BCKDK mutations and autism continued

The paper by Gaia Novarino and colleagues* published in 2012 represented an important milestone in autism research. With all the talk about the plurality of autism – the autisms – their suggestion that in a small number of children presenting with epilepsy and autism a particular genetic issue was found controlling the degradation of some important compounds called the branched-chain amino acids (BCAAs) was important. Even more so when when researchers concluded that presented symptoms in their group may be potentially ‘treatable’ by means of of a dietary supplement of said BCAAs including the amino acids valine, leucine and isoleucine.

A recent report by Angels García-Cazorla and colleagues** builds upon the previous Novarino research with their observations of two unrelated children showing genetic issues with the gene previously researched (BCKDK, Branched Chain Ketoacid Dehydrogenase Kinase gene). García-Cazorla et al alongside detecting genetic glitches in the BCKDK gene in their cases, were also able to show some of the biochemical effects as a consequence of the mutations found in terms of the accelerated degradation of BCAAs in participant’s cells. They report that supplementing with BCAAs combined with a protein rich diet positively altered circulating levels of the BCAAs and impacted on presented symptoms in one of the participants.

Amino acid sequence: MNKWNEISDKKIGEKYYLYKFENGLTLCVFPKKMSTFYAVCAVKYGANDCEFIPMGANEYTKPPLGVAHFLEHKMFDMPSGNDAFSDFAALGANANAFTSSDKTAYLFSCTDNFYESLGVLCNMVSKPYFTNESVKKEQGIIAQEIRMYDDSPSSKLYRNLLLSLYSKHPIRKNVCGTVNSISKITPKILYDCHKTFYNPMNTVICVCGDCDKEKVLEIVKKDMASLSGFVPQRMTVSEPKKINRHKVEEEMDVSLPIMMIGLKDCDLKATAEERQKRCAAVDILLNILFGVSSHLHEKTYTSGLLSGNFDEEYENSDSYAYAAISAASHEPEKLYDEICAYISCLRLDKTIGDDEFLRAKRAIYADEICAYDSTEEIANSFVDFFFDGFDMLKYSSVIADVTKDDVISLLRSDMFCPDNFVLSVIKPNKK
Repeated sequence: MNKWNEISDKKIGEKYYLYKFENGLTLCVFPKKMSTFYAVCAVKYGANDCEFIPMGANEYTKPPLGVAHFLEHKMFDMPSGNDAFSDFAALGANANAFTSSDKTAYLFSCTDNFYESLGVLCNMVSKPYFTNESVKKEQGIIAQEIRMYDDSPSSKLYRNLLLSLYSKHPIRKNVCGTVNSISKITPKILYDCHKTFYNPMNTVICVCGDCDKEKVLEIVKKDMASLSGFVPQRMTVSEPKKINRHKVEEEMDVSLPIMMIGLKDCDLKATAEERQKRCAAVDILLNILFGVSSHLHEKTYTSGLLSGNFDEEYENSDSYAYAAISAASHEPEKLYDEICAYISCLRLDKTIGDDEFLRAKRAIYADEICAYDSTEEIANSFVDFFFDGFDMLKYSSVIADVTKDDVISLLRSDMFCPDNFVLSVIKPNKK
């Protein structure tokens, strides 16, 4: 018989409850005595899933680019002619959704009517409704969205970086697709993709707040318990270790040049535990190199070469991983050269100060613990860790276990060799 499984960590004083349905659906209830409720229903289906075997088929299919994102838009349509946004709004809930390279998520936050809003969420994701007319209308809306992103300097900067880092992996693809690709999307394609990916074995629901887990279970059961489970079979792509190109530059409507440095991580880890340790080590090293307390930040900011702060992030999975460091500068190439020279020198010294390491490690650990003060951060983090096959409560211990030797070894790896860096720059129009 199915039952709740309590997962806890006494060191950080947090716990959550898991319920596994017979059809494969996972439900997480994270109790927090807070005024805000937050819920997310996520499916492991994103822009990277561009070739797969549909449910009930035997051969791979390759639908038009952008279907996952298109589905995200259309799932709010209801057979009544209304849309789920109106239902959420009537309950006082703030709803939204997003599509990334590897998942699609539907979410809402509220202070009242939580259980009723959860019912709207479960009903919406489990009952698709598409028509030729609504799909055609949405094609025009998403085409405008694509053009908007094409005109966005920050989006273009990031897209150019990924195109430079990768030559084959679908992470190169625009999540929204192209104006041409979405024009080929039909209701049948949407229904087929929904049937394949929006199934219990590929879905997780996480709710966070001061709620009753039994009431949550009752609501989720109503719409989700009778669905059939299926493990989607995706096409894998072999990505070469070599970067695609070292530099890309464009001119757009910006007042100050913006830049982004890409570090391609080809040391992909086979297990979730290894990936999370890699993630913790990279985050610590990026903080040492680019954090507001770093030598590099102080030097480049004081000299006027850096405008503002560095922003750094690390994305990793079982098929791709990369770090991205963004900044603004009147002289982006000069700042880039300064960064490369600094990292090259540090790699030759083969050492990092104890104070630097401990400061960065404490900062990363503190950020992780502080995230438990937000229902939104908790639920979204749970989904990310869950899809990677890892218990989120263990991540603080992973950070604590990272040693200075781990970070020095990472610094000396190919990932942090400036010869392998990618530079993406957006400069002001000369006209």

The findings from García-Cazorla et al whilst promising require further research and investigation. They do not imply that all cases of autism are ‘treatable’ via the use of BCAAs; overdose of which can have important health consequences under certain circumstances. The research does support the ideas that there may be different types of autism, different routes to the presentation of symptoms and importantly, different developmental trajectories based on comorbidity or the use of specific types of intervention. It also adds to an increasingly important body of literature implicating amino acids – the building blocks of proteins – in some cases of autism.

* Novarino G. et al. Mutations in BCKD-kinase Lead to a Potentially Treatable Form of Autism with Epilepsy. Science. 2012; 338: 394-397.
** García-Cazorla A. et al. Two Novel Mutations in the BCKDK Gene (Branched-Chain Keto-Acid Dehydrogenase Kinase) are Responsible of a Neurobehavioral Deficit in two Pediatric Unrelated Patients. Hum Mutat. 2014 Jan 21. doi: 10.1002/humu.22513.

Further commentary on this study can be found at: http://questioning-answers.blogspot.com/2014/02/bckdk-mutations-and-autism-continued.html